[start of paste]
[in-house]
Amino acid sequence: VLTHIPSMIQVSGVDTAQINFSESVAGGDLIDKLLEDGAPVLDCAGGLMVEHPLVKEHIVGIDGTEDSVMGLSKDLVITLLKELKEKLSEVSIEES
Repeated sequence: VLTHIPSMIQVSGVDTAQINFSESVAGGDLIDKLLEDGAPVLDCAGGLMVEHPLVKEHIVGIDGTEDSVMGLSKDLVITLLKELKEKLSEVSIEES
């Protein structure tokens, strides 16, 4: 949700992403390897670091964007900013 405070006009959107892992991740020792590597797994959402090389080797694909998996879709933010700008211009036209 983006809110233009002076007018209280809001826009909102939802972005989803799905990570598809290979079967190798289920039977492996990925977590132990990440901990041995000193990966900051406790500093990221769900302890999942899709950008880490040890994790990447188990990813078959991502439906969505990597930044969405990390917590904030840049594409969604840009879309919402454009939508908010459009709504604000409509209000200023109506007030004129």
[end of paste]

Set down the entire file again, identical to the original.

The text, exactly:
[in-house]
Amino acid sequence: VLTHIPSMIQVSGVDTAQINFSESVAGGDLIDKLLEDGAPVLDCAGGLMVEHPLVKEHIVGIDGTEDSVMGLSKDLVITLLKELKEKLSEVSIEES
Repeated sequence: VLTHIPSMIQVSGVDTAQINFSESVAGGDLIDKLLEDGAPVLDCAGGLMVEHPLVKEHIVGIDGTEDSVMGLSKDLVITLLKELKEKLSEVSIEES
């Protein structure tokens, strides 16, 4: 949700992403390897670091964007900013 405070006009959107892992991740020792590597797994959402090389080797694909998996879709933010700008211009036209 983006809110233009002076007018209280809001826009909102939802972005989803799905990570598809290979079967190798289920039977492996990925977590132990990440901990041995000193990966900051406790500093990221769900302890999942899709950008880490040890994790990447188990990813078959991502439906969505990597930044969405990390917590904030840049594409969604840009879309919402454009939508908010459009709504604000409509209000200023109506007030004129």